The bank — which is 14% owned by taxpayers — said it had benefited from the disposal of bonds and its work to restructure bad loans from the crash.
Underlying pre-tax profit more than doubled to €743m for the first six months of the year, much more than analysts had expected. Impairment charges fell to €168m from €444m a year earlier. Net profit soared to €617m from €343m a year earlier.
Chief executive Richie Boucher told a media briefing that the bank was well down the road to returning to full health. As profits increased, it had boosted its “vital” capital levels and he reiterated that the lender had more than paid back the billions of euro taxpayers had injected into the lender during the crisis.
With unemployment falling and analysts forecasting strong growth, Mr Boucher said the bank was also taping into the upswing in the economy: “As important for us is employment increasing. We are thinking that employment is increased by 2.5%.”
He said the bank had been “generally supportive” of the new restrictions the Central Bank had introduced earlier this year on mortgage lending.
He said the bank expected house prices to increase broadly in line with growth of the economy, but it had not seen a significant rise in home prices in the first part of the year. And although supply issues were impacting, he said he believed the housing market was “normalising”.
However, he indicated the bank would not be significantly lowering its mortgage rates any time soon. He said it offered competitive fixed-rate mortgages. Critics have said Irish banks charge some of the highest mortgage interest rates in the eurozone.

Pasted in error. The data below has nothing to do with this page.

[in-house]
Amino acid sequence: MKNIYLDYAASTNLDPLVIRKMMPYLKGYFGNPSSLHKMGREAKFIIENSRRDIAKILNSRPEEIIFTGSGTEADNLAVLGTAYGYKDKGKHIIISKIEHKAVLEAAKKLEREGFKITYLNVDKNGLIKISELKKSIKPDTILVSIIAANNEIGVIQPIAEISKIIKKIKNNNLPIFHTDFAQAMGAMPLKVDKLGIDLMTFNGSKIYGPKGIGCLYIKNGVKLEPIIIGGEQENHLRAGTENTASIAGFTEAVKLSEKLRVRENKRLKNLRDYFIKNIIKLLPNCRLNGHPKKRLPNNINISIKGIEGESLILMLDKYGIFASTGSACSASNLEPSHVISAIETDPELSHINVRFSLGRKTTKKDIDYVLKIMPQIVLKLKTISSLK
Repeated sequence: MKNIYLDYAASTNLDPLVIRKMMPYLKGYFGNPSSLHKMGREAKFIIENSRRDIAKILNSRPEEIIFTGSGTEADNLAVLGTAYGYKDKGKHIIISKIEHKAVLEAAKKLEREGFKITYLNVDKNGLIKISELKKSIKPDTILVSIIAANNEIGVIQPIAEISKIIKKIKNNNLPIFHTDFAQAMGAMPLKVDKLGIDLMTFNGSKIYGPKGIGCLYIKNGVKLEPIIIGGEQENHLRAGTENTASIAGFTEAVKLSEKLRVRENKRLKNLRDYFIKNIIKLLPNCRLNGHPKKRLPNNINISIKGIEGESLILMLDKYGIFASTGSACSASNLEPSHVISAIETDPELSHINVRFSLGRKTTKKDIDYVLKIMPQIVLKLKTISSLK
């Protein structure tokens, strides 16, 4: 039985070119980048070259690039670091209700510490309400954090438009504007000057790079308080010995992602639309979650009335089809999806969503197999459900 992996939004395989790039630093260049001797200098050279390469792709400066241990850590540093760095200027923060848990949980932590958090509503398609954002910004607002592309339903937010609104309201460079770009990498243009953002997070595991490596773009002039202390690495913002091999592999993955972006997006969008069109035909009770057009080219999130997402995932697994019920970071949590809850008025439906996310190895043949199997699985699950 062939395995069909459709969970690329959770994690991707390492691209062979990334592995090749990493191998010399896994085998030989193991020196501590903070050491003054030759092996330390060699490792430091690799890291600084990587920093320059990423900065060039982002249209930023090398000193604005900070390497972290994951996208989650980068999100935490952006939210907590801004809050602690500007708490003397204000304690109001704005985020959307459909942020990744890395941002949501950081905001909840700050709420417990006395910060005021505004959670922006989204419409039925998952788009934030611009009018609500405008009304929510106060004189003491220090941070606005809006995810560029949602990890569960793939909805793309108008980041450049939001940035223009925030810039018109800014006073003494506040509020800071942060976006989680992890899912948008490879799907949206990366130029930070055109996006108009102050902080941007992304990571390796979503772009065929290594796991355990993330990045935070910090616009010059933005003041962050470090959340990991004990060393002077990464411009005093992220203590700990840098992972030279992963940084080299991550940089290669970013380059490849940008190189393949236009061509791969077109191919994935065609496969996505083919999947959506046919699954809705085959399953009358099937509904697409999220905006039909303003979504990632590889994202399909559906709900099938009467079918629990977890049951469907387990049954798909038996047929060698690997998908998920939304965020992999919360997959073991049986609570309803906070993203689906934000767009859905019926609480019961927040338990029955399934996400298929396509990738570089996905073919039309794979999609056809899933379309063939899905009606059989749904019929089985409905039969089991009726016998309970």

Mr Boucher defended the BoI rates, saying the costs of funds were more expensive than other eurozone banks were able to tap.
“We have had some mortgage write backs, but our loss experience in Irish mortgages has been very different from a European experience, and you have to take those factors into consideration.
“So, one must be careful about the use of selective facts. The facts are the cost of money to this bank, in this market, and our own loss experience and what that actually translates into a net margin for ourselves” has to be taken into play, he said.
“Our strategy is based on what we think is a sensible strategy for the bank.”
David Holohan, head of research at Merrion Capital, said BoI is doing well “but ultimately will be reluctant” to take steps that might affect its recovery by lowering standard variable rates.
The bank said it expected that staff numbers would stabilise around the current pay-roll count of 11,000 people.
Bank of Ireland figures showed that impaired loans accounted for 14% of the total loan book, down from 15% at the end of last year. The lender said it was on track to resume paying dividends, but only after it redeems some €1.3bn in preference shares in the first half of 2016.
Mr Holohan said he expected the bank “at the very earliest” to consider paying a dividend in late 2016, but more than likely some time after that date.